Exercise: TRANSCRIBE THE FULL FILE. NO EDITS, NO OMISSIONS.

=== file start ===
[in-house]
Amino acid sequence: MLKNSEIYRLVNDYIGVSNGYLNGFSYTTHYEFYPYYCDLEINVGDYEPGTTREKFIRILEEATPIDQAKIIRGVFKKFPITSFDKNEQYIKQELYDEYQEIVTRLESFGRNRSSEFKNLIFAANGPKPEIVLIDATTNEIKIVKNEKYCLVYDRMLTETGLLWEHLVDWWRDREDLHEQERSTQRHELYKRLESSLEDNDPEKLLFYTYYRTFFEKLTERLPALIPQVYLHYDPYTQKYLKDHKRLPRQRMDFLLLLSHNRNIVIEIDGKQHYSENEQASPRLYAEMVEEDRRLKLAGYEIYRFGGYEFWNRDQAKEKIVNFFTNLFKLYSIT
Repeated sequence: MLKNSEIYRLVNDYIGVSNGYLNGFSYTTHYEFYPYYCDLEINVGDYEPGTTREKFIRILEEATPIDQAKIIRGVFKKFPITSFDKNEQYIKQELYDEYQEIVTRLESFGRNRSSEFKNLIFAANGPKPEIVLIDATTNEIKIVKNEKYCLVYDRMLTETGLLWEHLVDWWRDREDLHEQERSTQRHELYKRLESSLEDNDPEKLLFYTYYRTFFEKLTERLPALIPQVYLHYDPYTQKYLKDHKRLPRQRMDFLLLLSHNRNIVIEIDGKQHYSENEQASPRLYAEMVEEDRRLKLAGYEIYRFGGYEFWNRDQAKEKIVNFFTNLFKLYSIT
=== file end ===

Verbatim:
[in-house]
Amino acid sequence: MLKNSEIYRLVNDYIGVSNGYLNGFSYTTHYEFYPYYCDLEINVGDYEPGTTREKFIRILEEATPIDQAKIIRGVFKKFPITSFDKNEQYIKQELYDEYQEIVTRLESFGRNRSSEFKNLIFAANGPKPEIVLIDATTNEIKIVKNEKYCLVYDRMLTETGLLWEHLVDWWRDREDLHEQERSTQRHELYKRLESSLEDNDPEKLLFYTYYRTFFEKLTERLPALIPQVYLHYDPYTQKYLKDHKRLPRQRMDFLLLLSHNRNIVIEIDGKQHYSENEQASPRLYAEMVEEDRRLKLAGYEIYRFGGYEFWNRDQAKEKIVNFFTNLFKLYSIT
Repeated sequence: MLKNSEIYRLVNDYIGVSNGYLNGFSYTTHYEFYPYYCDLEINVGDYEPGTTREKFIRILEEATPIDQAKIIRGVFKKFPITSFDKNEQYIKQELYDEYQEIVTRLESFGRNRSSEFKNLIFAANGPKPEIVLIDATTNEIKIVKNEKYCLVYDRMLTETGLLWEHLVDWWRDREDLHEQERSTQRHELYKRLESSLEDNDPEKLLFYTYYRTFFEKLTERLPALIPQVYLHYDPYTQKYLKDHKRLPRQRMDFLLLLSHNRNIVIEIDGKQHYSENEQASPRLYAEMVEEDRRLKLAGYEIYRFGGYEFWNRDQAKEKIVNFFTNLFKLYSIT